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Learning Center Experience
Bruce R. Kuhlman, PhD, CFA, CAIA, Full-Time Faculty, Kaplan University Published January 2016
You find that you need a car,
but should you lease it or buy it?1 To get to the heart of that
question, you first need to know the mechanics of leasing. Perhaps you have had
a salesperson ask, “Why pay for the whole car, when you can pay just for the
portion you use?” That question seems logical and enticing, but it is also
Ignoring the relationship
between the dealership and the manufacturer, there are three main characters in
an auto lease: the automobile dealership, the lessee, and the lessor. The lessee is the individual taking
possession of the vehicle and paying the lease payments. The lessor is the financial institution that
provides financing for the lease and receives the lease payments. The dealership provides the showroom and
handles the paperwork. This is important...you do not lease the car from the
dealership. You lease it from the financial institution. The financial
institution can be a bank, a credit union, or the financial subsidiary of the
Here is the heart of a lease
that most people don’t fully understand. The lessor effectively purchases the
car from the dealership and then rents it to the lessee. In other words, the
lessor, by providing the purchase price of the auto, has committed its funds to
the transaction. In return the lessor expects to receive a return on the total
amount provided, not just “the portion you use.”
The Lease Payment
The amount of the monthly lease
payment depends on the interest rate,3 the price of the car, the
length of the lease,4 and the residual
value. The effects of these factors are most easily seen in a simple numerical
example. We will use a 36-month, 5% lease on a $40,000 vehicle with a 55%
residual value ($22,000). The thirty-six monthly payments on a lease, assuming
no down payment, would be $631.14.5 With a 6% sales tax, the monthly
lease payment comes to $669.00. If the individual instead purchases the car,
all sales tax is charged at the date of sale. Financing $40,000 + $2,400 tax for
3 years at 5%, the payment is $1,270.77.
The lease payment is
considerably less than the purchase payment, because the lessee repays (finances)
the difference between the price of the car and the residual value, in this
case $18,000, and pays only interest on the $22,000 residual value. In other
words, the lessee is obligated to pay the lessor $18,000 plus interest over the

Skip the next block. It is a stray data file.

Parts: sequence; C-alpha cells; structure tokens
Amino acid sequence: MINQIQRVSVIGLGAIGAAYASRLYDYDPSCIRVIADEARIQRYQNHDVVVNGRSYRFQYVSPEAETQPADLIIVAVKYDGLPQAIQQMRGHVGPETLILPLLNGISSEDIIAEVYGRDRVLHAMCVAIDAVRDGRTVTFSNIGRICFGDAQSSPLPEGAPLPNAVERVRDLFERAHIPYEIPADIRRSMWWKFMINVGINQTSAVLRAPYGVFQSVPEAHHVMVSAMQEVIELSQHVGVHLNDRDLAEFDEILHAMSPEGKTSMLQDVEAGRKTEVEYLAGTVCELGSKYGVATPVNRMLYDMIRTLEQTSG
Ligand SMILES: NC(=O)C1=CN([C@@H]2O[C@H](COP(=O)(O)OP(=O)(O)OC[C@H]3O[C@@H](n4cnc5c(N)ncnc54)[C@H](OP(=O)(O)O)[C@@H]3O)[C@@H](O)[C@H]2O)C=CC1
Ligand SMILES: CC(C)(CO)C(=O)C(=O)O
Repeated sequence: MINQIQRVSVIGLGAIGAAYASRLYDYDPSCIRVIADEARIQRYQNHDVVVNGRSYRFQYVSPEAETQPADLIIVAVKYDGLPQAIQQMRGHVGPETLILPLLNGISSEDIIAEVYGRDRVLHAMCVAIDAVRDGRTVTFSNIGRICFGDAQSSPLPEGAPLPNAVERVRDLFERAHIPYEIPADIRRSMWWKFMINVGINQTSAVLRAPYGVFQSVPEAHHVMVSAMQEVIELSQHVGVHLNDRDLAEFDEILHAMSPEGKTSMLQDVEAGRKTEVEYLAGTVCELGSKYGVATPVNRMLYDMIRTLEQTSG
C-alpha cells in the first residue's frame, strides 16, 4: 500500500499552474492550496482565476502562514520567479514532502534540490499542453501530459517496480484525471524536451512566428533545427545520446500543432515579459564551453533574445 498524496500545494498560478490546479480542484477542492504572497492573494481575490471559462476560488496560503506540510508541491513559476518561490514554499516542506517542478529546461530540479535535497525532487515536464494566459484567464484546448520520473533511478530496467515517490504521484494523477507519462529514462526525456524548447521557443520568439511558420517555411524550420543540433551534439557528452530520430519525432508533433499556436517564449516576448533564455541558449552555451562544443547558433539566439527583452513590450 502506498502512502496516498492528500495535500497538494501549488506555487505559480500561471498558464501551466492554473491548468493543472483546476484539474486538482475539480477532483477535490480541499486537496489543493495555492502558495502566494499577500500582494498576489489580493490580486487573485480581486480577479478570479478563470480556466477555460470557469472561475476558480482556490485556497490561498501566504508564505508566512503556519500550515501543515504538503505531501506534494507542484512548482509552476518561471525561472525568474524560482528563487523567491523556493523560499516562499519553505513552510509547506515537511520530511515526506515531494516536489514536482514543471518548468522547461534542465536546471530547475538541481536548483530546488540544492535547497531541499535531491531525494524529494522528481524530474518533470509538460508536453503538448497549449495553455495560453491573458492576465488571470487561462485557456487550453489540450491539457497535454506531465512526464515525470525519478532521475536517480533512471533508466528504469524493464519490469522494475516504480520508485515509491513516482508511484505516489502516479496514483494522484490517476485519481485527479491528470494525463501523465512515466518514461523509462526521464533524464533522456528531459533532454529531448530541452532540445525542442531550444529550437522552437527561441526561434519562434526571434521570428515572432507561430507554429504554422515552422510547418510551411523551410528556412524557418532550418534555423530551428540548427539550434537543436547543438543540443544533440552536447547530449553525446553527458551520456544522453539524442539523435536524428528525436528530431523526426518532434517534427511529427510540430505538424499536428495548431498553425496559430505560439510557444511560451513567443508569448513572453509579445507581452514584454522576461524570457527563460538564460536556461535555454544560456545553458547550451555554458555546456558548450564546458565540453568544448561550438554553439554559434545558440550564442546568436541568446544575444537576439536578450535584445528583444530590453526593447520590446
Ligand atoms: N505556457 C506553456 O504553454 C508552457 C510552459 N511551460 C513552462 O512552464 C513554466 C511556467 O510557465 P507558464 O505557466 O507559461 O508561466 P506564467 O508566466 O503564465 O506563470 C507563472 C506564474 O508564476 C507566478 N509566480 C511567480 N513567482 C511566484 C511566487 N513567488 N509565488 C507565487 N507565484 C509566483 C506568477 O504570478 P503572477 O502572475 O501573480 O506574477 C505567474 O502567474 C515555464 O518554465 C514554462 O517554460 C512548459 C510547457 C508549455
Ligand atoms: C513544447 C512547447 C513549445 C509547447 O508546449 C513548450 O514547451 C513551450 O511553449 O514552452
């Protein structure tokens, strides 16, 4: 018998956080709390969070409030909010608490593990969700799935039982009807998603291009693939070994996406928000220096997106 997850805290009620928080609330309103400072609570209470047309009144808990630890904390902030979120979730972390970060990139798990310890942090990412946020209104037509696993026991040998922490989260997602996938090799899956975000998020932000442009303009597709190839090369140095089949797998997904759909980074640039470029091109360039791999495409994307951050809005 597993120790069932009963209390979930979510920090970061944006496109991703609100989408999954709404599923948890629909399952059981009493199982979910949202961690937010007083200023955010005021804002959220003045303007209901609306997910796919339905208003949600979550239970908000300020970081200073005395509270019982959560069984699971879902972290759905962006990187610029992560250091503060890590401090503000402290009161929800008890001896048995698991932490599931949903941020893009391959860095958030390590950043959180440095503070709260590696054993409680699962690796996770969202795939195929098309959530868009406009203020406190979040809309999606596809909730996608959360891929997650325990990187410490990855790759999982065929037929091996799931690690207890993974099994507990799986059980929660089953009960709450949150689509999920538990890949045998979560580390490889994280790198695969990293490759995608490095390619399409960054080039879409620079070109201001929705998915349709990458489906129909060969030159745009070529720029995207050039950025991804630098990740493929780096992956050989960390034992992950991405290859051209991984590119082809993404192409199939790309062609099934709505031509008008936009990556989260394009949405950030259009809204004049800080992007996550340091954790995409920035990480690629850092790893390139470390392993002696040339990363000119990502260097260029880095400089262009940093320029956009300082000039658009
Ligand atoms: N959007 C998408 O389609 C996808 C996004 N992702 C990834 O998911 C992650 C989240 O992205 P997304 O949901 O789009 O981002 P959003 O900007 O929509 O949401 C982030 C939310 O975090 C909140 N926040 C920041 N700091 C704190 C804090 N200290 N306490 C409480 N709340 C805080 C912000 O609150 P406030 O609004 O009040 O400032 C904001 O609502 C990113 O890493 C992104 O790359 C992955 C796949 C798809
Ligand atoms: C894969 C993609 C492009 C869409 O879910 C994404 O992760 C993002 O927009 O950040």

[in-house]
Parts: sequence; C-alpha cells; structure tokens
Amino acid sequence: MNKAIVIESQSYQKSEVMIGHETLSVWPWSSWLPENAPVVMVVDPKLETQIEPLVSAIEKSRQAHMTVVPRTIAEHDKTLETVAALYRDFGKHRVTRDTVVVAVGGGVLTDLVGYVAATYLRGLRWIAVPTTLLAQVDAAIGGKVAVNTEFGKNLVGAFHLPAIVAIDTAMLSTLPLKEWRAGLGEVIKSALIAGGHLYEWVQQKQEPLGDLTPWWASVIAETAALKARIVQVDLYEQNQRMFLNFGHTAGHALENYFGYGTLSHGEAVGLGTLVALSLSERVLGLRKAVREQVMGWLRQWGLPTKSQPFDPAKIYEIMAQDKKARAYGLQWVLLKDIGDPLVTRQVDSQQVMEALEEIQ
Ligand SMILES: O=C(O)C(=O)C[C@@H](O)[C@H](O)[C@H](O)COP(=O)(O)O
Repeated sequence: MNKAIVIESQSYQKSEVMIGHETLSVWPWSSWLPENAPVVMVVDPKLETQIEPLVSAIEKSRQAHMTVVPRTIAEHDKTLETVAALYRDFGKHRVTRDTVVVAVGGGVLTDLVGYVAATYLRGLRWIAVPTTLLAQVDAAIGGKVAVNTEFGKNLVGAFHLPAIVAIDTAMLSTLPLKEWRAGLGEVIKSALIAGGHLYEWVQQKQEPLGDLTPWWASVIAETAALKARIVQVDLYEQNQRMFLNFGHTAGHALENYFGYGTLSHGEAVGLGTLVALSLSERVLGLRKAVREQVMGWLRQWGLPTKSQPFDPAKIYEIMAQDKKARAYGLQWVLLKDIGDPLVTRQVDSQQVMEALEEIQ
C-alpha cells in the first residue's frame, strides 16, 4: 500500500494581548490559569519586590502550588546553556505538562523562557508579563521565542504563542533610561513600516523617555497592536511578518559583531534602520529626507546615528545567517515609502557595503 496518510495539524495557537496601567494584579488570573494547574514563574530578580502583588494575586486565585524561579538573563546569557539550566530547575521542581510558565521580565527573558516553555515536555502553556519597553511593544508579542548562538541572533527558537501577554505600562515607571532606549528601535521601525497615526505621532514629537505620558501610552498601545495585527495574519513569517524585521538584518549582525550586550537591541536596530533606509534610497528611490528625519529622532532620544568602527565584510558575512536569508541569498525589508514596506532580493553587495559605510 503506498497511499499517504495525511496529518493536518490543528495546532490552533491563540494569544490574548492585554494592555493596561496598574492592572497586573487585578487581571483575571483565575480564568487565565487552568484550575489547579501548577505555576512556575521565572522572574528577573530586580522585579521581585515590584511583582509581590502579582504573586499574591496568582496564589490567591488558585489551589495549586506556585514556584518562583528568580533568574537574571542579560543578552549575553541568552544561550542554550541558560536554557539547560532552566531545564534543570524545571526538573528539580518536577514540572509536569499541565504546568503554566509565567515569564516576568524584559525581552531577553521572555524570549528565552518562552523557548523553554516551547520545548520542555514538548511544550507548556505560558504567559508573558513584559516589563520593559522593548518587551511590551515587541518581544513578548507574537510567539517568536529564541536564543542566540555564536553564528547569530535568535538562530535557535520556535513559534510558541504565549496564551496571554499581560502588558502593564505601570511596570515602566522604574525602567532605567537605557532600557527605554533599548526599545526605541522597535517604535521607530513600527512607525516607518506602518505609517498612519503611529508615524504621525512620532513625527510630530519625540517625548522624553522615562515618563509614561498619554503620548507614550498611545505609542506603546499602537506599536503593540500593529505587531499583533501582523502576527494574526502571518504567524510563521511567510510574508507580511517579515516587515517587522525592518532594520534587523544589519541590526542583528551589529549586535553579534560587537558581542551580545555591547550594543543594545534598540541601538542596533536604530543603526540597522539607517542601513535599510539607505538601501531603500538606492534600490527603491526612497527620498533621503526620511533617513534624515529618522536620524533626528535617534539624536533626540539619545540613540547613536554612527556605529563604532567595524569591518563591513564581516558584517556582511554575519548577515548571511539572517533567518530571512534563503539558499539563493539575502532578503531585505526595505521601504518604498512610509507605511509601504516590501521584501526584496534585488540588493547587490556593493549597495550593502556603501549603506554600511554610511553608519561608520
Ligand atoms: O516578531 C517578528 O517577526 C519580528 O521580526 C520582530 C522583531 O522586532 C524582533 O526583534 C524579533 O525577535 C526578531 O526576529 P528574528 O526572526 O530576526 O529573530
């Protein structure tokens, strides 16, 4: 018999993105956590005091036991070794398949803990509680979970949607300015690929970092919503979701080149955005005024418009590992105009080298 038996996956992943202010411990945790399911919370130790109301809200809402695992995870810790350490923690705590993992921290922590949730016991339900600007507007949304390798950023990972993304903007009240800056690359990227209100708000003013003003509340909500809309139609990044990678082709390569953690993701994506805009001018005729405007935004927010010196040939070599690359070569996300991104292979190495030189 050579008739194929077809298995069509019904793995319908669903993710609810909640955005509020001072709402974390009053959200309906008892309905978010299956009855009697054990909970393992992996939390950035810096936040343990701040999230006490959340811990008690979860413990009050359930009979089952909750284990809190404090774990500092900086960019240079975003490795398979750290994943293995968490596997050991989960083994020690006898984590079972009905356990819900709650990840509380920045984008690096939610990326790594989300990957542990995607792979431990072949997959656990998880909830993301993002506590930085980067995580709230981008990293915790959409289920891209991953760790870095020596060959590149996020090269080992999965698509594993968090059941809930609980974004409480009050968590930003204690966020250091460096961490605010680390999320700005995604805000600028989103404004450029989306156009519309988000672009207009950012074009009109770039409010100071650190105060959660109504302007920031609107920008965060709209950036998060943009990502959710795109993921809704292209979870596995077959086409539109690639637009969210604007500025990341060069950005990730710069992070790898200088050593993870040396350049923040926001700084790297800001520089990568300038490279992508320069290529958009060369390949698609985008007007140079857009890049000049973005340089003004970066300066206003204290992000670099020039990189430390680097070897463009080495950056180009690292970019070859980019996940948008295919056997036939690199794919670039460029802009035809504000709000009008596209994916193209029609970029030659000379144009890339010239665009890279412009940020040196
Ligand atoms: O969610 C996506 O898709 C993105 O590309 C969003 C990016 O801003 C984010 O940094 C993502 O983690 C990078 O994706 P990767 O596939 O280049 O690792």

36-month term of the lease6 and a balloon payment of $22,000 at the
end of the lease. Because the residual value is the agreed upon value of the
vehicle in 36 months, the lessee can simply return the vehicle to satisfy the
balloon payment or pay the $22,000 (plus tax) and keep the vehicle. The
critical fact ignored by most lessees, is that, although the lessee only pays
off the $18,000 decrease in value of the vehicle, each monthly payment also
includes interest on the $22,000 residual value.
A strong motivation for
leasing is that the individual is able to drive a $40,000 vehicle for a monthly
lease payment of $669.00. This payment would only purchase a vehicle worth
Now that you know the mechanics (the
mathematics) of leasing, should you lease or buy? Unfortunately, the answer is
a resounding, yet confusing, yes! That’s because the question isn’t easily
answered by looking only at the numbers. Let’s compare some of the factors
considered in leasing or purchasing a vehicle:
costs vary by manufacturer and may or may not be included in the initial
should be considered a form of financing. As with a financed purchase, a
financial institution has a lien on the vehicle until the contract is settled.
2 Through financial subsidiaries, most auto
manufacturers now offer financing for purchases and leases.
3 The interest rate on a lease, as with a purchase, is
determined by factors such the credit worthiness of the lessee (or purchaser)
and the length of the agreement.
4 The interest rates on leases, as with mortgages and
other loans, typically increase with the maturity of the agreement.
5 This and all other calculations are available upon
6 Each monthly payment on the
$18,000 includes principal and interest. This is equivalent to a fully
amortized loan of $18,000.
By Cynthia Waddell, PhD, CPA, CFE
By Jerry Taylor
By Geoffrey Vanderpal
By Dr. Denise Schoenherr
By Stanley W. Self, CFE
By Rachel Byers, Full-Time Faculty, School of Business
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